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Want to test your endurance climbing West Malaysia’s highest and toughest peak? Covering dozens of kilometres through primary rainforest, the average climber takes a whopping week to complete the journey. Here are some essential tips on how to climb Mount Tahan, plus a rundown on the trails and throws.
Gunung Tahan, aptly named Endurance Mountain in English, lives up to its name. Mountaineers need to pass through several days of tough jungle trekking before they even reach the 2,187-metre (7,175-feet) beast. Culture Trip explores how to climb Mount Tahan and reach the peak of Malaysia’s most challenging climb.
Mount Tahan in the Tenasserim Hills dominates Taman Negara National Forest in Pahang State. Reaching the summit involves battling kilometres of thick foliage, crossing fast-flowing rivers and scrambling along muddy trails – and this is just to get to the base of the mountain. Anticipate between four days to a week (return) of gruelling conditions, slogging through one of the world’s oldest rainforests. Despite lacking the height of its sister Mount Kinabalu in Sabah, the challenge of scaling Mount Tahan is on another level.
Two trails lead to the summit of Mount Tahan. The Kuala Tahan Trail starts in Kuala Tahan village and takes approximately one week there and back. The shorter Merapoh Trail is less scenic, but most climbers finish in four days. Another third route combines entering on the Merapoh Trail before returning along the Kuala Tahan Trail. Hostels and camping facilities are found on both routes, costing less than RM20 ($4.90 USD) for a bed and even less for a camping plot.
Kuala Tahan Trail
The 55 kilometre (34 miles) southern Kuala Tahan Trail starts in the sleepy village of Kuala Tahan. Climbers often spend the night in nearby Jerantut town before taking the bus or taxi to Kuala Tembeling. From here, it’s a three-hour boat ride upstream through the meandering muddy river to Mount Tahan Park HQ. All mountaineers need to register. Expect the trail to transverse the steamy rainforests, along mountain streams and over precarious ridges. Apart from the physical challenge, this route offers some of the most spectacular scenery imaginable – leaving you face-to-face with Malaysia’s ancient jungle.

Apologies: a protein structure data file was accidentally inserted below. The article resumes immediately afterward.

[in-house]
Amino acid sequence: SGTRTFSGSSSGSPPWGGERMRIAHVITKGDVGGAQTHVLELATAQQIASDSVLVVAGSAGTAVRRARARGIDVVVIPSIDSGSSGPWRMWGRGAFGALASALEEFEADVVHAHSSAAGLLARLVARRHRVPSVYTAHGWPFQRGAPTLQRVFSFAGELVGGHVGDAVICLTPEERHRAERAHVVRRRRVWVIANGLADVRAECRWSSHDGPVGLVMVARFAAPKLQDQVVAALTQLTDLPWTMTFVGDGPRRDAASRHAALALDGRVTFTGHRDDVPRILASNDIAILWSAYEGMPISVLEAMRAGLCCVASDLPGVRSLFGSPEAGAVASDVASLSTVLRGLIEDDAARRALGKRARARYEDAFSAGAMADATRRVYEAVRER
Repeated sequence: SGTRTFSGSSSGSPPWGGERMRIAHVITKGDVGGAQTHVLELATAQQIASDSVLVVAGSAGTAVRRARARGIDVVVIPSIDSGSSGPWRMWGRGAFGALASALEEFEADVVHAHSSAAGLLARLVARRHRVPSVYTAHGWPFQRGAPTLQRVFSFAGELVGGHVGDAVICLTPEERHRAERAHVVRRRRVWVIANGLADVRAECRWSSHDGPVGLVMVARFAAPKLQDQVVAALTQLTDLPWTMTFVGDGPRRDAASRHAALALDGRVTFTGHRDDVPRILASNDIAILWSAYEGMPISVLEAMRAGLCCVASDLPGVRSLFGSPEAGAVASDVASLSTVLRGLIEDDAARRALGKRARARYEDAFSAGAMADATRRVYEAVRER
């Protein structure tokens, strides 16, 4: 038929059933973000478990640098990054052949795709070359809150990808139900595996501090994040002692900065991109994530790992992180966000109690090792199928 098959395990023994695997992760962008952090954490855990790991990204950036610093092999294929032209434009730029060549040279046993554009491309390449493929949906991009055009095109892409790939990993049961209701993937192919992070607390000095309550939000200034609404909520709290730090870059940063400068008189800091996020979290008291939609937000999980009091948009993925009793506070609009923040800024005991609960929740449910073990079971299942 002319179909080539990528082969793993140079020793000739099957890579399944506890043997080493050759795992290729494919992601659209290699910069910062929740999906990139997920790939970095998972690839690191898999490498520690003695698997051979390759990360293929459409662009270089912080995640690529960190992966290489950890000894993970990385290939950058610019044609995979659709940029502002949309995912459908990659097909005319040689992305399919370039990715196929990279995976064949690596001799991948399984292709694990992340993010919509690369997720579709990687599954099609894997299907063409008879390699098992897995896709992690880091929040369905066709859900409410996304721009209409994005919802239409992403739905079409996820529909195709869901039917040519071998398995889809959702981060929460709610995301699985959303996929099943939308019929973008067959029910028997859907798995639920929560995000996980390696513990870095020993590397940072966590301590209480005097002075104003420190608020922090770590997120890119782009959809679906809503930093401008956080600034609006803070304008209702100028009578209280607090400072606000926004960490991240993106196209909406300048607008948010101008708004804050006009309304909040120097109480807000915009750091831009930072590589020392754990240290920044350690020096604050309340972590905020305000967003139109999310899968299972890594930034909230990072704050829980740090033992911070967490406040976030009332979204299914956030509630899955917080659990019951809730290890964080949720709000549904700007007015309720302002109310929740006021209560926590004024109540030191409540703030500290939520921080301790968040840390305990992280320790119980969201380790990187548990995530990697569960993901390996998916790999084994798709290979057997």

Merapoh (or Sungai Relau) Trail
The four-day western Merapoh Trail is more popular among those with tighter time restrictions. From Park HQ in Kuala Jaram village, trekking distance is just 32 kilometres (20 miles). To get here, take the bus from Kuala Lumpur towards Kelantan’s Kota Bahru or take the train directly to Merapoh. Tour companies provide transport from the village to the trail. Hikers first pass over a jungle-style suspension bridge before entering the forest. Expect steep climbs, dangerous river crossings over wet rocks and gorgeous views.
Pro tip: Be aware that some call this route the Merapoh Trail while others use Sungai Relau (Relau River). Both refer to the same route.
In theory, it’s possible to scale Mount Tahan independently. But finding out the costs and details beforehand can be a frustratingly slow and unfruitful task. Tours start at RM2,500 ($612 USD) with groups up to four people. The price includes all admission fees, camping costs (you still need to bring your own equipment) and transfers. While it might be possible to hike solo, you still need a mandatory guide from Park HQ. Recent estimates suggest they’re at least RM500 ($122 USD). Culture Trip recommends paying the extra (or splitting the tour cost with friends) for the sake of convenience.
First and foremost: pack light. Think lightweight tents, equipment and clothes. At the top, temperatures in December and January can dip to freezing, with lows in the single digits at other times of the year. Make sure you have something to keep yourself warm. Remember to pack a power bank to charge your camera, insect repellent and waterproof protection for both yourself and any electronics.
Pro tip: Forestry officers conduct a thorough count of your items before you can start. They issue fines for everything you don’t bring back.
Climbing Mount Tahan isn’t for the faint-hearted. You need to be fit and prepared. Anticipate steam room-like conditions in the lowlands and chilly nights near the summit. Swarms of mosquitoes will feast on climbers from above, while bloodsucking leeches attack from beneath. There’s a very real threat of poisonous snakes that pack a powerful and deadly bite. But persevere through this harsh environment, endure the challenge and you’ll have an incredible feeling of accomplishment when you reach the summit. Not everyone has the chance to experience the jungle first-hand, wake up to the buzzing cacophony and watch monkeys swing from the trees above.